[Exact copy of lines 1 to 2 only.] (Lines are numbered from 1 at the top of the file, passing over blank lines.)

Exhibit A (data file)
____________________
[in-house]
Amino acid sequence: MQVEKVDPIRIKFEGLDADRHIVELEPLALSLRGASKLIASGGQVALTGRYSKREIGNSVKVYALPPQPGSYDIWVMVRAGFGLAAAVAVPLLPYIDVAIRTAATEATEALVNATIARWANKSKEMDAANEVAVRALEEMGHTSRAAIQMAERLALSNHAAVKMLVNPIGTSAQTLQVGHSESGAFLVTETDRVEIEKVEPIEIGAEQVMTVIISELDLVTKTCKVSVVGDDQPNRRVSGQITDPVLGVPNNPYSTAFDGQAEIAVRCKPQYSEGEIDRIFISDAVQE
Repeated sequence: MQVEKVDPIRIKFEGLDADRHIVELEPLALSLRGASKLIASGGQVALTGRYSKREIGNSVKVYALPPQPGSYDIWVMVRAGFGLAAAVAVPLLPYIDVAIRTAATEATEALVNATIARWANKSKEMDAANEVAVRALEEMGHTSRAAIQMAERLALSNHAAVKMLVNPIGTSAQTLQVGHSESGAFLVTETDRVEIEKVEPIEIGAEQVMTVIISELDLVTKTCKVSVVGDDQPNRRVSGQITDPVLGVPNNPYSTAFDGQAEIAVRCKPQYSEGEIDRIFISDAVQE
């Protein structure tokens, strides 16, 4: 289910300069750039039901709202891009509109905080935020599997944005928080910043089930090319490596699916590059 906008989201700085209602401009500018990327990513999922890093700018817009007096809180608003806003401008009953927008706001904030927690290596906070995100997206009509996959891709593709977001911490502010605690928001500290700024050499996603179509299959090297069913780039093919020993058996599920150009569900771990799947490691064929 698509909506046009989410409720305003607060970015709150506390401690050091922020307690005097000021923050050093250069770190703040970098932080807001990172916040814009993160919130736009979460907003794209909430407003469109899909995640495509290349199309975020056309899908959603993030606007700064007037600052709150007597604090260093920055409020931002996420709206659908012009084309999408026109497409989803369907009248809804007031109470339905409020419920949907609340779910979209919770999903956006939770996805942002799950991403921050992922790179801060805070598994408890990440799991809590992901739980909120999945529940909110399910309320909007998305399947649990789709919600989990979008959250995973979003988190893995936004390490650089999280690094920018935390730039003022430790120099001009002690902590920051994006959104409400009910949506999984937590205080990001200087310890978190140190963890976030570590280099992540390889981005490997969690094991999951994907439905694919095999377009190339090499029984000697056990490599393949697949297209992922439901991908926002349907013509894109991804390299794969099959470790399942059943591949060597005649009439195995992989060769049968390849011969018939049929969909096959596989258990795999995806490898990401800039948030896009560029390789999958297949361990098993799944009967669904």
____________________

[in-house]
Amino acid sequence: MQVEKVDPIRIKFEGLDADRHIVELEPLALSLRGASKLIASGGQVALTGRYSKREIGNSVKVYALPPQPGSYDIWVMVRAGFGLAAAVAVPLLPYIDVAIRTAATEATEALVNATIARWANKSKEMDAANEVAVRALEEMGHTSRAAIQMAERLALSNHAAVKMLVNPIGTSAQTLQVGHSESGAFLVTETDRVEIEKVEPIEIGAEQVMTVIISELDLVTKTCKVSVVGDDQPNRRVSGQITDPVLGVPNNPYSTAFDGQAEIAVRCKPQYSEGEIDRIFISDAVQE